B. Good Faith and Fair Dealing
In its motion, CUMIS argues that Raritan Bay has "failed to state how the denial of its claim amounts to a breach by CUMIS of its duty of good faith and fair dealing." Df. Mem. Supp. at 5. In response, Raritan Bay maintains that the facts alleged, and the inferences drawn therefrom, adequately state a claim against CUMIS. Having reviewed the Complaint, the Court finds that Raritan Bay's claim of bad faith is not supported by sufficient factual allegations required by New Jersey law. In this regard, Raritan Bay's Complaint does not raise a right to relief above the speculative level under the Twombly standard.
Pursuant to New Jersey law, to maintain a claim for bad faith a Plaintiff must "show the absence of a reasonable basis for denying benefits of the policy and the defendant's knowledge or reckless disregard of the lack of a reasonable basis for denying the claim." Pickett v. Lloyd's, 131 N.J. 457, 473 (1993). Further, while "the lack of a reasonable basis may be inferred and imputed to an insurance company," there must be allegations of reckless indifference to facts or to proofs submitted by the insured. Id. Here, Raritan Bay asks the Court to infer reckless indifference from the fact that CUMIS denied coverage to Raritan Bay under Sections A and Section J of the Policy; however, the Court declines to make such an inference. Raritan Bay does not provide sufficient factual allegations to suggest an absence of a reasonable basis on the part of CUMIS for denying coverage to Raritan Bay. Specifically, Raritan Bay alleges that CUMIS issued the Policy to Raritan Bay for losses caused by an employee's dishonest acts. To that end, Raritan Bay maintains that CUMIS had a duty of good faith and fair dealing in determining if there is coverage under the Policy. To allege bad faith, Raritan Bay simply avers that because Cicero either acted dishonestly or unfaithfully, CUMIS had a duty to provide coverage. Therefore, by denying the claim, CUMIS acted in bad faith. These averments read together fail to allege that CUMIS was recklessly indifferent in denying the claim. Indeed, in opposing Defendant's motion, Raritan Bay admits that even though it has pled the facts to the fullest extent of its knowledge, it still requires discovery from CUMIS in order to allege more facts relating to its bad faith claim. Pl. Br. Opp. at 10 ("Raritan Bay, however, has pled the facts as it knows them"). Thus, the mere allegation that CUMIS's denial of coverage inferentially establishes bad faith relies on the very speculation that Twombly forbids.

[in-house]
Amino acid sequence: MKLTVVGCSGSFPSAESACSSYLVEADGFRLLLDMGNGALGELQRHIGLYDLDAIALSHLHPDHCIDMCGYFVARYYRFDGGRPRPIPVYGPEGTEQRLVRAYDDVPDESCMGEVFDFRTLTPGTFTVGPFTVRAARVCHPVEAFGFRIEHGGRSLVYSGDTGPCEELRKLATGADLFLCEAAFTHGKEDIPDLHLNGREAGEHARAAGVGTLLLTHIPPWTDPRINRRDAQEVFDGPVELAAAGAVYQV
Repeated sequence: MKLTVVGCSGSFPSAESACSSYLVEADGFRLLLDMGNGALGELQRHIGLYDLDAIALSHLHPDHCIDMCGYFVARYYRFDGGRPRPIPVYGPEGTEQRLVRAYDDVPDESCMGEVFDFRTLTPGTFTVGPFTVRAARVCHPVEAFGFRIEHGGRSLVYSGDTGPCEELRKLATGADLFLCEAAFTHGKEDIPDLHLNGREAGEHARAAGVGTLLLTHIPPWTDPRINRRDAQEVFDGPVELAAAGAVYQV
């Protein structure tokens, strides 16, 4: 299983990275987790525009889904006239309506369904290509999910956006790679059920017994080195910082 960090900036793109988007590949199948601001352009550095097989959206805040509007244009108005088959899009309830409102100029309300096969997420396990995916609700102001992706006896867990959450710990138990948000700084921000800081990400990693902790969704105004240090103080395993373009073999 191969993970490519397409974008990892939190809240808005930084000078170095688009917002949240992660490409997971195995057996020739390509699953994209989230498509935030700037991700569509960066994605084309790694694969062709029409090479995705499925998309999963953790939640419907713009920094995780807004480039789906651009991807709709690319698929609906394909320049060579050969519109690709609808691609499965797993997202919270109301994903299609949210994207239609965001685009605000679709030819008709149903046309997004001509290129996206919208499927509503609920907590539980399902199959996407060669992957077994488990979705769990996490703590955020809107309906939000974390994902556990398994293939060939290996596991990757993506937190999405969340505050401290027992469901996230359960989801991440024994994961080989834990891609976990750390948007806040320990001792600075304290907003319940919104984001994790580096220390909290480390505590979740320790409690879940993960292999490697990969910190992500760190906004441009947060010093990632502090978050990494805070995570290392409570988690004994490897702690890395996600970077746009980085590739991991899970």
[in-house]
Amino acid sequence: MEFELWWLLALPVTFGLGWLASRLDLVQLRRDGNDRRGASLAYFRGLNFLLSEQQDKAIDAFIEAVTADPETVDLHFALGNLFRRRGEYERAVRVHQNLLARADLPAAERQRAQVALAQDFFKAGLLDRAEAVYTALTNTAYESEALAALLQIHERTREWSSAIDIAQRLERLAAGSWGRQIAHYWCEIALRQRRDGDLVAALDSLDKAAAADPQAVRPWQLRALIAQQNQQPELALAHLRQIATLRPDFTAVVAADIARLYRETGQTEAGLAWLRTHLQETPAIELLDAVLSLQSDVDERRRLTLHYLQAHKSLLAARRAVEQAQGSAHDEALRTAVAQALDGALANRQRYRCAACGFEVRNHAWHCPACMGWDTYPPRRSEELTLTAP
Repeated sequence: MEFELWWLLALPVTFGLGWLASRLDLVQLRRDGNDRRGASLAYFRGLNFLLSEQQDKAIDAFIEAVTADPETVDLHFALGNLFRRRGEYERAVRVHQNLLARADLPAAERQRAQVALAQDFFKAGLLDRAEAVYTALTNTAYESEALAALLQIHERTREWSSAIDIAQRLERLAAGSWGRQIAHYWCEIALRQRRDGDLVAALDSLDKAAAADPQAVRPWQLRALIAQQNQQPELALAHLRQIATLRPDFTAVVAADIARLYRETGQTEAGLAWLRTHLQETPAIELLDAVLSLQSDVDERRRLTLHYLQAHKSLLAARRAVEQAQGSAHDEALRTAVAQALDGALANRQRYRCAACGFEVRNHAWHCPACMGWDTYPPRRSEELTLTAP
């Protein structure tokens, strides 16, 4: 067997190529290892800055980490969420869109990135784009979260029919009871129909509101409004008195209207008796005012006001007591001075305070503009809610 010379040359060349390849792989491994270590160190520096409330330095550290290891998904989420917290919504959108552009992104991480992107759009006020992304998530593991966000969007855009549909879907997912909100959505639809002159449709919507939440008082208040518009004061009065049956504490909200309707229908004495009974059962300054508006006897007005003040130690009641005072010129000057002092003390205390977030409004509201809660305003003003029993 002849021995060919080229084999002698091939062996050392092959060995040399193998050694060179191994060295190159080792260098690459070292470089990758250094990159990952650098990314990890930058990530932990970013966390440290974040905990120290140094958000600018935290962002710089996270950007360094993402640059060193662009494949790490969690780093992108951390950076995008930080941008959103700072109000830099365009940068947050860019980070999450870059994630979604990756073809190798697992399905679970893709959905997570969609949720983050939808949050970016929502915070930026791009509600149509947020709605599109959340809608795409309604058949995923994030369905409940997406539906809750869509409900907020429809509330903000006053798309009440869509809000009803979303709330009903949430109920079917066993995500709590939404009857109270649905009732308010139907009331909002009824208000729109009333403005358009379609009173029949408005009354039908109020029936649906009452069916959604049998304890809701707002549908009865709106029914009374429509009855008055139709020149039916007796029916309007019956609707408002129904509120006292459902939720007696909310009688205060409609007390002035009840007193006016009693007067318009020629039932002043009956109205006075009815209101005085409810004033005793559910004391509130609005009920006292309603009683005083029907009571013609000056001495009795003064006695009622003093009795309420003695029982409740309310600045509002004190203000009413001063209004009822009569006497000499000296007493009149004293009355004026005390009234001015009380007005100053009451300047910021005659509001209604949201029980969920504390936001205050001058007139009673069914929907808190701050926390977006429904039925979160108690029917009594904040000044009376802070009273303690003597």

In light of Plaintiff's admission that it is not aware of any additional facts other than what has been pled in the Complaint, allowing Plaintiff to amend its Complaint at this time would be futile. Accordingly, the Court dismisses Plaintiff's claim for bad faith without prejudice. However, Plaintiff may move to amend its Complaint at any time during discovery if it discovers facts sufficient to allege bad faith.